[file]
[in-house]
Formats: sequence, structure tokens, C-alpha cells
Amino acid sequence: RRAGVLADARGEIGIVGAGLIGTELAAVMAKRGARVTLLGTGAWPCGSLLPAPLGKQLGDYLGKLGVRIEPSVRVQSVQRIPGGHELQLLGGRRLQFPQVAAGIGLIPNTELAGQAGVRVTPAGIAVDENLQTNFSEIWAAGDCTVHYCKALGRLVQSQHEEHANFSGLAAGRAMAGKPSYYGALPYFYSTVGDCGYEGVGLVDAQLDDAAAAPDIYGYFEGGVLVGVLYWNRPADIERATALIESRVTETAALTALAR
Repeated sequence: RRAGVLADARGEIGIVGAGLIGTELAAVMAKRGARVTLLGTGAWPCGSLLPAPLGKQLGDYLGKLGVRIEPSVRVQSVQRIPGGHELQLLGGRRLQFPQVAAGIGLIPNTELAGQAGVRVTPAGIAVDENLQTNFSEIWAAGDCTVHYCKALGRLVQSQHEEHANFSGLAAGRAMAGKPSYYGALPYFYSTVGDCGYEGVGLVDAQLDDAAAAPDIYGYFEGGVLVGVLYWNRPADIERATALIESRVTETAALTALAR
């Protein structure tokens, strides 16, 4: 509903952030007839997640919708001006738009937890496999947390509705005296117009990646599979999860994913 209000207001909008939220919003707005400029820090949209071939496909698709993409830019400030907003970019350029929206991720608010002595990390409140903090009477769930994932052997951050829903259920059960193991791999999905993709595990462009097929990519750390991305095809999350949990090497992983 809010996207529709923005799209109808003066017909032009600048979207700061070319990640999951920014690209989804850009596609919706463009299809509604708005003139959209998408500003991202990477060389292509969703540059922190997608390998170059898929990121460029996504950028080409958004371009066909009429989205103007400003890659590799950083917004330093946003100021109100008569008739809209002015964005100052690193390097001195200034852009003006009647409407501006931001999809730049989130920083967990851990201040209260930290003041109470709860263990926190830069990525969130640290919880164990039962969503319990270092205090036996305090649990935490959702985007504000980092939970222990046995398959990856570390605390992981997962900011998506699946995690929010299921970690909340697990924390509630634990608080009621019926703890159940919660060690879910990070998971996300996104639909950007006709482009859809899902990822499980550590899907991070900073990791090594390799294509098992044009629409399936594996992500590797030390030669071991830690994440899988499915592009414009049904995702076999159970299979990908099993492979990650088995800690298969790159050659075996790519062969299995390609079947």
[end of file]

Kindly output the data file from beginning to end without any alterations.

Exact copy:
[in-house]
Formats: sequence, structure tokens, C-alpha cells
Amino acid sequence: RRAGVLADARGEIGIVGAGLIGTELAAVMAKRGARVTLLGTGAWPCGSLLPAPLGKQLGDYLGKLGVRIEPSVRVQSVQRIPGGHELQLLGGRRLQFPQVAAGIGLIPNTELAGQAGVRVTPAGIAVDENLQTNFSEIWAAGDCTVHYCKALGRLVQSQHEEHANFSGLAAGRAMAGKPSYYGALPYFYSTVGDCGYEGVGLVDAQLDDAAAAPDIYGYFEGGVLVGVLYWNRPADIERATALIESRVTETAALTALAR
Repeated sequence: RRAGVLADARGEIGIVGAGLIGTELAAVMAKRGARVTLLGTGAWPCGSLLPAPLGKQLGDYLGKLGVRIEPSVRVQSVQRIPGGHELQLLGGRRLQFPQVAAGIGLIPNTELAGQAGVRVTPAGIAVDENLQTNFSEIWAAGDCTVHYCKALGRLVQSQHEEHANFSGLAAGRAMAGKPSYYGALPYFYSTVGDCGYEGVGLVDAQLDDAAAAPDIYGYFEGGVLVGVLYWNRPADIERATALIESRVTETAALTALAR
């Protein structure tokens, strides 16, 4: 509903952030007839997640919708001006738009937890496999947390509705005296117009990646599979999860994913 209000207001909008939220919003707005400029820090949209071939496909698709993409830019400030907003970019350029929206991720608010002595990390409140903090009477769930994932052997951050829903259920059960193991791999999905993709595990462009097929990519750390991305095809999350949990090497992983 809010996207529709923005799209109808003066017909032009600048979207700061070319990640999951920014690209989804850009596609919706463009299809509604708005003139959209998408500003991202990477060389292509969703540059922190997608390998170059898929990121460029996504950028080409958004371009066909009429989205103007400003890659590799950083917004330093946003100021109100008569008739809209002015964005100052690193390097001195200034852009003006009647409407501006931001999809730049989130920083967990851990201040209260930290003041109470709860263990926190830069990525969130640290919880164990039962969503319990270092205090036996305090649990935490959702985007504000980092939970222990046995398959990856570390605390992981997962900011998506699946995690929010299921970690909340697990924390509630634990608080009621019926703890159940919660060690879910990070998971996300996104639909950007006709482009859809899902990822499980550590899907991070900073990791090594390799294509098992044009629409399936594996992500590797030390030669071991830690994440899988499915592009414009049904995702076999159970299979990908099993492979990650088995800690298969790159050659075996790519062969299995390609079947």